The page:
Vincent Brown, Professor of American History and African and African American Studies at Harvard University; the award-winning, best-selling British historian William Dalrymple; and Camilla Townsend, Distinguished Professor of History at Rutgers University, are the 2020 finalists for the world’s leading history prize — the US$75,000 Cundill History Prize, administered by McGill University.
“These are three magnificent books chosen from an extraordinarily strong shortlist,” said Peter Frankopan, 2020 Chair of the Jury, as he revealed the titles in a live-stream across Twitter, Facebook, Instagram and YouTube. “The works of the finalists shine new light on topics that are riveting, revelatory and revolutionary. But they do not just offer important insights into the past; they also each have a striking resonance for the world around us in 2020.”
The three historians will be awarded US$10,000 each, and are now vying for the grand prize of US$75,000. The winner will be announced on December 3
Finalists “deliver outstanding scholarship… in page-turning reads”
In Tacky’s Revolt: The Story of an Atlantic Slave War, Vincent Brown places a momentous 18th-century slave revolt into its wider geographical context, using innovative digital cartography to trace how the event shook the empire, and reshaped ideas of race.
In a current and cautionary tale for the age of Big Business, William Dalrymple’s Sunday Times bestseller The Anarchy: The Relentless Rise of the East India Company lays bare how one of the world’s largest empires came to be replaced by a dangerously unregulated private company.
Fifth Sun: A History of the Aztecs tells a people’s story through their own words: Camilla Townsend presents an accessible, individualised depiction of the Aztecs, grounded in texts written by indigenous people themselves, which brings them to life.
“The Cundill History Prize finalists probe difficult pasts that continue to have serious repercussions today,” said Antonia Maioni, Dean of the Faculty of Arts, “How important — as we navigate this challenging year — to champion books that deliver outstanding scholarship and analysis in such page-turning reads.”
After a summer of intense reading and re-reading, the 2020 jurors joined Frankopan on a Zoom call to pick the three finalists from an expanded shortlist of 10, with Anne Applebaum calling in from Poland; Lyse Doucet from Kabul, Afghanistan; Eliga Gould from New Hampshire, USA, and Sujit Sivasundaram from Cambridge, UK.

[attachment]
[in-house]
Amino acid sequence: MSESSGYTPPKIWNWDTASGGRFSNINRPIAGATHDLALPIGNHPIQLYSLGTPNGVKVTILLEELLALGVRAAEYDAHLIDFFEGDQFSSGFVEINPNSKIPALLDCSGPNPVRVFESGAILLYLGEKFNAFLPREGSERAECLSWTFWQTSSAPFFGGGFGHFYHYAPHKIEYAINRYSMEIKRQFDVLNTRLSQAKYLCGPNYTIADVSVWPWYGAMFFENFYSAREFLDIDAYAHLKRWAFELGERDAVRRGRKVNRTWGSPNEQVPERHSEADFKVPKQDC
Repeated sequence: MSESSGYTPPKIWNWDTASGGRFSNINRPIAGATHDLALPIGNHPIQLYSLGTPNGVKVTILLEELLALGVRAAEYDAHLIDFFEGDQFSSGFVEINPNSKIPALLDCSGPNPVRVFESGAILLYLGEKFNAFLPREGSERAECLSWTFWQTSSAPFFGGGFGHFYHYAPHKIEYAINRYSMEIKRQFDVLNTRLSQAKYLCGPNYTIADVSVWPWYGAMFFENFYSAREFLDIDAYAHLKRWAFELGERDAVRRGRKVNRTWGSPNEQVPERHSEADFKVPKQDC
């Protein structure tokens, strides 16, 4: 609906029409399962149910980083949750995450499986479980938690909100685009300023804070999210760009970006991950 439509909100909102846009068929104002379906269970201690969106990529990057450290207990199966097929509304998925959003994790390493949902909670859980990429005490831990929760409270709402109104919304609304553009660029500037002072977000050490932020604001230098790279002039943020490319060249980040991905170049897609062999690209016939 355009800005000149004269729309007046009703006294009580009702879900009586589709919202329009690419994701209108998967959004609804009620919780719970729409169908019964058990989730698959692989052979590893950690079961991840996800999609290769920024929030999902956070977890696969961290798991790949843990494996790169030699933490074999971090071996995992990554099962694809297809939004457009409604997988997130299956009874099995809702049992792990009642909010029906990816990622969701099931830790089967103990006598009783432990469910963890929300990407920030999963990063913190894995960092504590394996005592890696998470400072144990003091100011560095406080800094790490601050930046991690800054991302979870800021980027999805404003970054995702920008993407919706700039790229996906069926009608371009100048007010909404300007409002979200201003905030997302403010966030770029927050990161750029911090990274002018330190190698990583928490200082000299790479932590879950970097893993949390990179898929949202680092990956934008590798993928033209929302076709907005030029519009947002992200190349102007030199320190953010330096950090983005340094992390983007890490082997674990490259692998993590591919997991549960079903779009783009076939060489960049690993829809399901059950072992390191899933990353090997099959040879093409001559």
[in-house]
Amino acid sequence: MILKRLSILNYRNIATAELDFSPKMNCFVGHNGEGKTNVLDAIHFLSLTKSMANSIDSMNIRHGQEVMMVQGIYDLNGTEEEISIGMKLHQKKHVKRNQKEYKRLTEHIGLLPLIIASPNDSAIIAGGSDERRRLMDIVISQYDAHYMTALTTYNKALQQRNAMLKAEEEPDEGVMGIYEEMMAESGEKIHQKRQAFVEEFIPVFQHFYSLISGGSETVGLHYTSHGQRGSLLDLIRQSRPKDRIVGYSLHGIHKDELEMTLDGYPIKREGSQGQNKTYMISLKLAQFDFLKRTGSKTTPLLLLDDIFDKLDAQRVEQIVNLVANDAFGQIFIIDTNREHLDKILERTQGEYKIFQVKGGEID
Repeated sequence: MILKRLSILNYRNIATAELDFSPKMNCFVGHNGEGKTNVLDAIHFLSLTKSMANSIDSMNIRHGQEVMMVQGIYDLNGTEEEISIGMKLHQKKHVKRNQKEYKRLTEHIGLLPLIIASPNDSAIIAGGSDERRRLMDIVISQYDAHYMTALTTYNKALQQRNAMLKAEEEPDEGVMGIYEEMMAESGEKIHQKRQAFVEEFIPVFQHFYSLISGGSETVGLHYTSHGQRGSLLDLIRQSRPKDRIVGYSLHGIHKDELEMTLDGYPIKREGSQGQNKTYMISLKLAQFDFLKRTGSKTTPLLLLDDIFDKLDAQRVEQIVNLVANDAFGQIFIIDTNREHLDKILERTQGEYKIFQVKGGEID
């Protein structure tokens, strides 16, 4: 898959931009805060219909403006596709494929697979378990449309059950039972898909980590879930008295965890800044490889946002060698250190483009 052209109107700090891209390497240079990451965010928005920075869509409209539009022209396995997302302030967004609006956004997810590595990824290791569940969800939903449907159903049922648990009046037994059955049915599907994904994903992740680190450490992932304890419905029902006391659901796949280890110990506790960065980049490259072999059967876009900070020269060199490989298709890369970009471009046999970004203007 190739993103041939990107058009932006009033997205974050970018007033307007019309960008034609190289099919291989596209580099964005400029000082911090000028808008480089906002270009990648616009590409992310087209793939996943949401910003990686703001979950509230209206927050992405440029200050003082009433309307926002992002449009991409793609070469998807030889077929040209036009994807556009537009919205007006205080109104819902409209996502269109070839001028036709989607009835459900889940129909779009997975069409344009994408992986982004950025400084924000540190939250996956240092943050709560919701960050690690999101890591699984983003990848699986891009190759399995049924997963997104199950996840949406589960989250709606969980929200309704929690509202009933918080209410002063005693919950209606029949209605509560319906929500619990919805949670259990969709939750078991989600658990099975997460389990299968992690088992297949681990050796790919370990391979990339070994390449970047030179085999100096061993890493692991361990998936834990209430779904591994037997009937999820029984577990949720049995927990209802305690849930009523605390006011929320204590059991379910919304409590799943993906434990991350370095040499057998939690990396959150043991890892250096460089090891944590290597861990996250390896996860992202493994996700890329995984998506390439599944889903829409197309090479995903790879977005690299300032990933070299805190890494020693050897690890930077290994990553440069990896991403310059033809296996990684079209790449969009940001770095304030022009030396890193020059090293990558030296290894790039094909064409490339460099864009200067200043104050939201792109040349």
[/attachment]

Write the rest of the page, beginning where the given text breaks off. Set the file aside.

Winner announced on December 3
The prize has further revealed details of its 2020 Cundill History Prize Festival, which will be held — fully digitally — on December 2 and 3.
Hosted by McGill’s Department of History and Classical Studies, this year’s Cundill Lecture will be brought to audiences as part of prize partner HistoryExtra’s prestigious virtual lecture program.
On December 2, last year’s winner, Julia Lovell (Maoism: A Global History) will speak on Writing Maoism as Global History, before the China expert will take questions in an audience Q&A.
Also on December 2, the second Cundill Forum will bring together the three finalists in a conversation on a theme of global, current relevance.
For the 2020 Winner Announcement on December 3, the British-Canadian television presenter and historian Dan Snow, host of the HistoryHit podcast, will join Peter Frankopan, Chair of the Jury, in an event featuring the three finalists live from where they are. The event will also include insights from jurors, speeches, and outtakes from the Cundill Lecture and Forum. Peter Frankopan will announce the winner live.
The 2020 winner will join an exceptional alumni list of world-class historians: Julia Lovell (2019), Maya Jasanoff (2018), Daniel Beer (2017), Thomas W. Laqueur (2016), Susan Pedersen (2015), Gary Bass (2014), Anne Applebaum (2013), Stephen Platt (2012), Sergio Luzzatto (2011), Diarmaid MacCulloch (2010), Lisa Jardine (2009), Stuart B. Schwartz (2008).